Leading marine insurer North P&I Club has highlighted the steps to be taken by the shipping industry to meet its obligations under the upcoming EU General Data Protection Regulation (GDPR), which enters into force in May 2018.
Against a backdrop of increasing digitalisation and technological developments, the GDPR will update and enhance current data protection legislation by requiring businesses who deal with EU citizens to be transparent about how they use their data. The costs of non-compliance are potentially very high, as the new legislation will give regulators the ability to fine businesses who do not comply with the GDPR requirements up to 4% of their worldwide turnover.
North hosted a seminar and panel discussion on the GDPR at the Yacht Club of Greece in Piraeus to provide the shipping community with guidance on best practice and how to prepare for this important legislation.
Explaining North’s approach to GDPR compliance, including the steps taken and the resources committed by North to meet its GDPR obligations, Adrian Durkin, Director (Claims) at North P&I Club, said: “The GDPR is an extensive piece of legislation and we believe GDPR preparedness should be regarded as a project, rather than a discrete piece of work. A designated person, people or function should have oversight of and accountability for GDPR readiness. However, engagement with all business units is essential, as it is likely that almost all business functions will have some access to personal data and undertake some processing of it.”
“A key first step in preparing for the GDPR is a data audit to determine what personal data is held within each business area, where data is received from and where it is sent to. In other words, which third parties or organisations. That facilitates an assessment of how the use of that data is considered to be lawful under the GDPR.”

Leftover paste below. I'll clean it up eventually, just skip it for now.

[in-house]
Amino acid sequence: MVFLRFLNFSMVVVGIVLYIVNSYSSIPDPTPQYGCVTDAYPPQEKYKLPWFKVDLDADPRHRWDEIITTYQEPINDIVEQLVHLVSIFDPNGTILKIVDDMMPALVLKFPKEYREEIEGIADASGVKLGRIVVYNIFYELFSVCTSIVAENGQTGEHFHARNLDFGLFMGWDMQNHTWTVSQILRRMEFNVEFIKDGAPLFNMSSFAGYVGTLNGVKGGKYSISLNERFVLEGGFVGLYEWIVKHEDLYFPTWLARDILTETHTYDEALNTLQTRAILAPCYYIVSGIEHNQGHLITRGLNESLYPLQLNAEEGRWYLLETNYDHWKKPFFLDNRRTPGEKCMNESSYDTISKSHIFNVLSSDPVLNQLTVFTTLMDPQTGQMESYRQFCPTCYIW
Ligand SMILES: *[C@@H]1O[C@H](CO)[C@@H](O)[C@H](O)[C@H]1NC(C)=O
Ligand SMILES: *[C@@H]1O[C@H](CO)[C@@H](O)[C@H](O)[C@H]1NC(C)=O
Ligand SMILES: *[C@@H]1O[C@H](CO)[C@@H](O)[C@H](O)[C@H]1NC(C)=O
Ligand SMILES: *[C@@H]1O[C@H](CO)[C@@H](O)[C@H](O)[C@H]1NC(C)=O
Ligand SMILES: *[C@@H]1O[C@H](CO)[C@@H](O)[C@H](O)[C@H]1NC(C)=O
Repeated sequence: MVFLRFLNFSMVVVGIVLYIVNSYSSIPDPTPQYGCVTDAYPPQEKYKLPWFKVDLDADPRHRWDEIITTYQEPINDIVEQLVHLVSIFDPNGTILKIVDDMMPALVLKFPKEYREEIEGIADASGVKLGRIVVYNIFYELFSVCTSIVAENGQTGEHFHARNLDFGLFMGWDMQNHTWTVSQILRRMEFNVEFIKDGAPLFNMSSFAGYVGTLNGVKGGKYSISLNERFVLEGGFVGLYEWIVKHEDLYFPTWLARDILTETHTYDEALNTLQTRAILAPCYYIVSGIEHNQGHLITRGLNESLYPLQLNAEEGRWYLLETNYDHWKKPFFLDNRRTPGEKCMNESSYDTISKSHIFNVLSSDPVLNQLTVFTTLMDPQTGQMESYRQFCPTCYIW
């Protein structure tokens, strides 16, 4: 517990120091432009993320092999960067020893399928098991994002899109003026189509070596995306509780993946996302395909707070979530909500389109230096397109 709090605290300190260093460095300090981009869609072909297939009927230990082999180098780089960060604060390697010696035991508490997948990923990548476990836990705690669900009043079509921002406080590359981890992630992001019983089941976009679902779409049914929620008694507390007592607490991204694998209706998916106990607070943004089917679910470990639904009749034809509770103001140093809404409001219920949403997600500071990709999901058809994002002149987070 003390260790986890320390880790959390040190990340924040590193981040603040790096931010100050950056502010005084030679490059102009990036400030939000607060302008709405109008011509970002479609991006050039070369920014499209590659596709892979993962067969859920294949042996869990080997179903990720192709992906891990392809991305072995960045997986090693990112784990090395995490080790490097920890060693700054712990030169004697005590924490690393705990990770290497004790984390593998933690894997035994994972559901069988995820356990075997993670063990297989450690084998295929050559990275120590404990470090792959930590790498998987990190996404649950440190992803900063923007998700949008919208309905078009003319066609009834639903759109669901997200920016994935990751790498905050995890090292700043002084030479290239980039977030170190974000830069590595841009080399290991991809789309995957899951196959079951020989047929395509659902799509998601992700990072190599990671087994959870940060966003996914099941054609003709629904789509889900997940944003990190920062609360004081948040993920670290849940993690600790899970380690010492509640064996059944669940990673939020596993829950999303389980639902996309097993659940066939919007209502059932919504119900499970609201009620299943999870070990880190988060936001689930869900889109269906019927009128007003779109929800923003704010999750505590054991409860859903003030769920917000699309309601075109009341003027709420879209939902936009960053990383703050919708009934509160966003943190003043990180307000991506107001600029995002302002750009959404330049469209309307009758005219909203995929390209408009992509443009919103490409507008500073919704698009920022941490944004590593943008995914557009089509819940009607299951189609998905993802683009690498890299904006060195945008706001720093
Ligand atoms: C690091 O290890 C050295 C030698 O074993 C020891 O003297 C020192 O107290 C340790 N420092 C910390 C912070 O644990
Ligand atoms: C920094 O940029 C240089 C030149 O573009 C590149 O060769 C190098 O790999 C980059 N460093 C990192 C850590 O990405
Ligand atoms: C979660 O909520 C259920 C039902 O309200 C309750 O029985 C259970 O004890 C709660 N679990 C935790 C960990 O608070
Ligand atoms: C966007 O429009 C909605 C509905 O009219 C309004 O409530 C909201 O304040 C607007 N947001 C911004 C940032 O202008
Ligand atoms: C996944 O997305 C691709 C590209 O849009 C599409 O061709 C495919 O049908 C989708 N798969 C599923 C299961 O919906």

“The outcome of the audit enables organisations to consider how they will meet the key GDPR requirement of informing individuals about how their data is being used to achieve the transparency envisaged by the GDPR. This will also enable individuals to make an informed choice about whether they are happy with how information about them is being used by organisations.”
“It is important to be aware that the GDPR also applies when you receive personal data indirectly through another company or individual, so you need to make sure that you understand and document the arrangements with other organisations so you are both clear about your data protection obligations.”
Representatives from legal and professional services firms Hill Dickinson, Mazars and PPT Legal shared their expertise at the webinar on a range of related GDPR issues, including the challenges and opportunities of the GDPR, the enforceability of GDPR and the risks of non-compliance.
The seminar also looked at GDPR from a P&I perspective. In North’s view, GDPR liabilities are not excluded from P&I cover, but the circumstances when a fine for a GDPR breach might form the basis of a P&I claim are likely to be limited. Further, cover for such a fine would be discretionary and would require the Member to establish that the all reasonable steps to avoid the breach had been taken.